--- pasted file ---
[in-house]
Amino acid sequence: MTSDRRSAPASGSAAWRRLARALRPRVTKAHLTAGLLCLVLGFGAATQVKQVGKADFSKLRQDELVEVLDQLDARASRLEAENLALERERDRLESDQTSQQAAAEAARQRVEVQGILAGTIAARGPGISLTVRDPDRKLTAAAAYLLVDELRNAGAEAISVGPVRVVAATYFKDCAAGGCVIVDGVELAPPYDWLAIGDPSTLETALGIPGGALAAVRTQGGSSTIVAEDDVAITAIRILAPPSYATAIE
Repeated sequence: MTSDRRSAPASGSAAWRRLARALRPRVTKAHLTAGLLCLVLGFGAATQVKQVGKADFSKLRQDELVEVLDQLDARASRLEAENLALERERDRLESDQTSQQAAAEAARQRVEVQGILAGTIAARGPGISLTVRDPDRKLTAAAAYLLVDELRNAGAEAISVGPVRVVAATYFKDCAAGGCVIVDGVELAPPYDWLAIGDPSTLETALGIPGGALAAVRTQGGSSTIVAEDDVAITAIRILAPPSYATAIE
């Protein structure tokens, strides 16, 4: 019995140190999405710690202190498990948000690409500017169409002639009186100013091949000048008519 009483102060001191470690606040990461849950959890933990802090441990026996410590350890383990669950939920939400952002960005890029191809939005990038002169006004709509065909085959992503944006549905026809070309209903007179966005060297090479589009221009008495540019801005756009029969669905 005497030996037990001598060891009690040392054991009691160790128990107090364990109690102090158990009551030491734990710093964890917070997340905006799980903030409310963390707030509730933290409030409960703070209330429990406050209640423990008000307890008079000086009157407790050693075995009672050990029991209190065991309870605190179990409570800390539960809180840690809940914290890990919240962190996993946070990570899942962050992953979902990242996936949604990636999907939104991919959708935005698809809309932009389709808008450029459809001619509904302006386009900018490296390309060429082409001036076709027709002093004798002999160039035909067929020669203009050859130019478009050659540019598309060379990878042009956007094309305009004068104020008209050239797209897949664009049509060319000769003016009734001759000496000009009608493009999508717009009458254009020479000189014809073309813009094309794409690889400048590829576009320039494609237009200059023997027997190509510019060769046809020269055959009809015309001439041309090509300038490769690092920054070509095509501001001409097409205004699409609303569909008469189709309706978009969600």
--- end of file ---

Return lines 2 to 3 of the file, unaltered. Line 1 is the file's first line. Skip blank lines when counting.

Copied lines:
Amino acid sequence: MTSDRRSAPASGSAAWRRLARALRPRVTKAHLTAGLLCLVLGFGAATQVKQVGKADFSKLRQDELVEVLDQLDARASRLEAENLALERERDRLESDQTSQQAAAEAARQRVEVQGILAGTIAARGPGISLTVRDPDRKLTAAAAYLLVDELRNAGAEAISVGPVRVVAATYFKDCAAGGCVIVDGVELAPPYDWLAIGDPSTLETALGIPGGALAAVRTQGGSSTIVAEDDVAITAIRILAPPSYATAIE
Repeated sequence: MTSDRRSAPASGSAAWRRLARALRPRVTKAHLTAGLLCLVLGFGAATQVKQVGKADFSKLRQDELVEVLDQLDARASRLEAENLALERERDRLESDQTSQQAAAEAARQRVEVQGILAGTIAARGPGISLTVRDPDRKLTAAAAYLLVDELRNAGAEAISVGPVRVVAATYFKDCAAGGCVIVDGVELAPPYDWLAIGDPSTLETALGIPGGALAAVRTQGGSSTIVAEDDVAITAIRILAPPSYATAIE